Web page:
SAASCR Honors 10 Indian American Scientists for Their Outstanding Cancer Research
The Society of Asian American Scientists in Cancer Research honored 10 Indian Americans for their cancer research. Pictured (left to right): Upper panel (left to right) Dr. Zaver M. Bhujwalla; Dr. Pankaj K. Singh; Dr. Neil Bhowmick; Dr. Rajvir Dahiya (president, SAASRC); Dr. Dharampal Chauhan (secretary, SAASCR); Dr. Anand Srivastava; and Lower panel (left to right) Dr. Neeraj Saxena; Dr. Kaustubh Datta; Dr. Bhagavatula Moorthy; Dr. Nagi Kumar; Dr. Parameswaran Hari; and Dr. Arun Sreekumar. (photo provided)
India-West Staff Reporter
The Society of Asian American Scientists in Cancer Research April 11 announced that it has honored 10 Indian American scientists for their outstanding cancer research.
Dr. Rajvir Dahiya, professor emeritus at U.C. San Francisco’s School of Medicine and president of SAASCR, presented awards to these scientists April 11 during the American Association for Cancer Research annual meeting, according to the news release.
The awardees were Drs. Zaver M. Bhujwalla, Pankaj K. Singh, Neil Bhowmick, Anand Srivastava, Neeraj Saxena, Kaustubh Datta, Bhagavatula Moorthy, Nagi Kumar, Parameswaran Hari and Arun Sreekumar.
Bhujwalla is the William R. Brody Professor in the Russell H. Morgan Department of Radiology and Radiological Science of the Johns Hopkins University School of Medicine.
She serves as the vice-chair of research and is the inaugural director of the Division of Cancer Imaging Research, in the Department of Radiology.
She received her B.Sc. in Physics from St. Xavier’s College at the University of Bombay. She then completed her M.Sc. in biophysics from the Cancer Research Institute, and a Diploma in Radiological Physics from BARC. She received a J.N. Tata scholarship to complete her M.Sc. and Ph.D. in radiation biology at the University of London, following which she was recruited as a postdoctoral fellow to Johns Hopkins University School of Medicine.
Singh is currently a professor at the Eppley Institute for Research in Cancer and a co-leader for the Cancer Biology Program at Fred and Pamela Buffett Cancer Center at the University of Nebraska Medical Center.
Singh completed his undergraduate education from Meerut College of Ch. Charan Singh University and completed his master’s degree in Life Sciences from the Jawaharlal Nehru University at New Delhi, India. He joined the University of Nebraska for his Ph.D. training in cancer biology to work on pancreatic cancer signaling networks. He underwent postdoctoral training at the Salk Institute in San Diego, where he worked on the mechanisms of cellular homeostasis via signaling cross-talk of cell growth and senescence pathways.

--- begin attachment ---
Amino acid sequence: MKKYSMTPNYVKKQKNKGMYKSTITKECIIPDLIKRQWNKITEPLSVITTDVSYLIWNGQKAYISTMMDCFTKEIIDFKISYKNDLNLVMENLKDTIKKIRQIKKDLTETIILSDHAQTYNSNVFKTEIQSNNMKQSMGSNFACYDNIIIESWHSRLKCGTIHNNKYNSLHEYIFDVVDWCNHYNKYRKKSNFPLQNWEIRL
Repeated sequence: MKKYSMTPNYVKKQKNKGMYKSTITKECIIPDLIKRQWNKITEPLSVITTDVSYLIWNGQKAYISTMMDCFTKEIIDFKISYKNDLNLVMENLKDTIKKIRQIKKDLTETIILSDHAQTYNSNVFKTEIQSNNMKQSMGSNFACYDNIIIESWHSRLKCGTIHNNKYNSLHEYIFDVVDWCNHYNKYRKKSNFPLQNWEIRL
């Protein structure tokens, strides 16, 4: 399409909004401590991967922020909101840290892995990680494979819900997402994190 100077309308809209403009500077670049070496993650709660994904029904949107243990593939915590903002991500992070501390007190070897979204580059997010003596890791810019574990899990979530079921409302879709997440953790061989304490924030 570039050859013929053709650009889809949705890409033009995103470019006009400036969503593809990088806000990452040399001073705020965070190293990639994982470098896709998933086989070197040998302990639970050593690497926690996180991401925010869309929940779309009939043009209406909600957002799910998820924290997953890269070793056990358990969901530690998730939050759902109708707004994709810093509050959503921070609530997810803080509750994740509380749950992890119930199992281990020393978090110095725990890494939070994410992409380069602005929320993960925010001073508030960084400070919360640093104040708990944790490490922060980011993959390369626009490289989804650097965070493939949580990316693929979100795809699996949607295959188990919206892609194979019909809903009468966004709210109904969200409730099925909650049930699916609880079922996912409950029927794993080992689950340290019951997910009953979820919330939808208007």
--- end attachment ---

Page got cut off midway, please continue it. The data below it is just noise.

Bhowmick is a professor of medicine at Cedars-Sinai Medical Center and University of California Los Angeles. He is also the director of the Cancer Biology Program at Cedars-Sinai Cancer Institute.
The central hypothesis of the work in the Bhowmick lab is that alteration of stromal-epithelia communication is not merely coincident with cancer progression but can in fact be a causative mechanism for tumorigenesis and therapeutic resistance.
Srivastava has been associated with leading universities and research institutes in the U.S. He held faculty positions at leading universities and research institutes such as University of California San Diego Medical School, University of California Irvine Medical College, Salk Research Institute in San Diego, Burnham Institute for Medical Research in San Diego, University of California, Los Angeles. He presently holds positions in scientific advisory boards of several institutions like Hemgen Inc., Celebration Inc.
Srivastava’s expertise and scientific achievements were recognized by many scientific awards/ fellowships.
Presently, he is the chairman of the Global Institute of Stem Cell therapy and Research, USA. Under his leadership, GIOSTAR is opening stem cell therapy and research centers globally that are using the stem cell therapy to treat ailments like cancer and other degenerative diseases.